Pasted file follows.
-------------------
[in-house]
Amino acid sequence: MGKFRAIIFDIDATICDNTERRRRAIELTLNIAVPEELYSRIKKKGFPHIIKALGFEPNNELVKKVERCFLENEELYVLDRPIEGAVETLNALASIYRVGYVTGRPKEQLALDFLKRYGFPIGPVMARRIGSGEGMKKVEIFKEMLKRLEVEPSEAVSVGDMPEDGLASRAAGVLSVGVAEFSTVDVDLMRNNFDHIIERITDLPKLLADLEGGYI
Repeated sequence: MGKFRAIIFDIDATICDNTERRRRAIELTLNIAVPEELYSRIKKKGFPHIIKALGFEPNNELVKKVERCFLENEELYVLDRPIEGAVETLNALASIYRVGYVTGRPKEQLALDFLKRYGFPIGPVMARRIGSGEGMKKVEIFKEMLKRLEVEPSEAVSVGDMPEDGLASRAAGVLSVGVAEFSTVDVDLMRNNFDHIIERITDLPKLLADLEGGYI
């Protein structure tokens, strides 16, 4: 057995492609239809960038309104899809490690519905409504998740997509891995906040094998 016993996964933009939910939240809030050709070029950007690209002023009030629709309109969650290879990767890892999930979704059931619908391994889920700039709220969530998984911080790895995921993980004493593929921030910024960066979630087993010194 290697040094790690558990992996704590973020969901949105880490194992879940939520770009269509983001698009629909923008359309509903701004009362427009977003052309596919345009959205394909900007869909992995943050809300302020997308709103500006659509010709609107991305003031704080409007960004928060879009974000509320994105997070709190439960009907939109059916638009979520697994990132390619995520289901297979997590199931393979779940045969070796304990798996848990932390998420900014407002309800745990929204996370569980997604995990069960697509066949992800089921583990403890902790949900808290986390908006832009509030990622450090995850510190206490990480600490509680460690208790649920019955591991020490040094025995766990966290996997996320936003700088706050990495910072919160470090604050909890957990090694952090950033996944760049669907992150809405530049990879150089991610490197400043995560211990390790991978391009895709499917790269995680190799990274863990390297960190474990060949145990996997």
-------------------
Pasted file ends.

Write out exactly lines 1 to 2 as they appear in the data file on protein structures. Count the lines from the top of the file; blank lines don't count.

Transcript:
[in-house]
Amino acid sequence: MGKFRAIIFDIDATICDNTERRRRAIELTLNIAVPEELYSRIKKKGFPHIIKALGFEPNNELVKKVERCFLENEELYVLDRPIEGAVETLNALASIYRVGYVTGRPKEQLALDFLKRYGFPIGPVMARRIGSGEGMKKVEIFKEMLKRLEVEPSEAVSVGDMPEDGLASRAAGVLSVGVAEFSTVDVDLMRNNFDHIIERITDLPKLLADLEGGYI